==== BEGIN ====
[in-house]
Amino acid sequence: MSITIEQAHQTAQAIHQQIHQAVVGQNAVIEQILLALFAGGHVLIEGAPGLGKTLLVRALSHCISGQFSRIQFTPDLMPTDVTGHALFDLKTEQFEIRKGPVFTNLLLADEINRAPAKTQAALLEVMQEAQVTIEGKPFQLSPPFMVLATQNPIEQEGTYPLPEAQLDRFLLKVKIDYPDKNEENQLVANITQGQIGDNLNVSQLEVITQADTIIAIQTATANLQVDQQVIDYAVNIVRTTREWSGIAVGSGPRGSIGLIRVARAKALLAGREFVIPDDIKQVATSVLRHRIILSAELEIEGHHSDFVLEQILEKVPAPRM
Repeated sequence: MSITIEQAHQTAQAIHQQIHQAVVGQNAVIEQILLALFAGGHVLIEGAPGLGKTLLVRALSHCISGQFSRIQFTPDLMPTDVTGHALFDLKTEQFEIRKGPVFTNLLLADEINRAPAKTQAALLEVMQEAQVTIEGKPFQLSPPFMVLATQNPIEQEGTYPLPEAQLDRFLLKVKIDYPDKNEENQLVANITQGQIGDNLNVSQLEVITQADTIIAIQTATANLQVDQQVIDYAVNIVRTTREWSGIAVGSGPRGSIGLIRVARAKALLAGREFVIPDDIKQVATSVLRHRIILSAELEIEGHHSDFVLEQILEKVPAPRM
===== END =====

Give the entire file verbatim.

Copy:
[in-house]
Amino acid sequence: MSITIEQAHQTAQAIHQQIHQAVVGQNAVIEQILLALFAGGHVLIEGAPGLGKTLLVRALSHCISGQFSRIQFTPDLMPTDVTGHALFDLKTEQFEIRKGPVFTNLLLADEINRAPAKTQAALLEVMQEAQVTIEGKPFQLSPPFMVLATQNPIEQEGTYPLPEAQLDRFLLKVKIDYPDKNEENQLVANITQGQIGDNLNVSQLEVITQADTIIAIQTATANLQVDQQVIDYAVNIVRTTREWSGIAVGSGPRGSIGLIRVARAKALLAGREFVIPDDIKQVATSVLRHRIILSAELEIEGHHSDFVLEQILEKVPAPRM
Repeated sequence: MSITIEQAHQTAQAIHQQIHQAVVGQNAVIEQILLALFAGGHVLIEGAPGLGKTLLVRALSHCISGQFSRIQFTPDLMPTDVTGHALFDLKTEQFEIRKGPVFTNLLLADEINRAPAKTQAALLEVMQEAQVTIEGKPFQLSPPFMVLATQNPIEQEGTYPLPEAQLDRFLLKVKIDYPDKNEENQLVANITQGQIGDNLNVSQLEVITQADTIIAIQTATANLQVDQQVIDYAVNIVRTTREWSGIAVGSGPRGSIGLIRVARAKALLAGREFVIPDDIKQVATSVLRHRIILSAELEIEGHHSDFVLEQILEKVPAPRM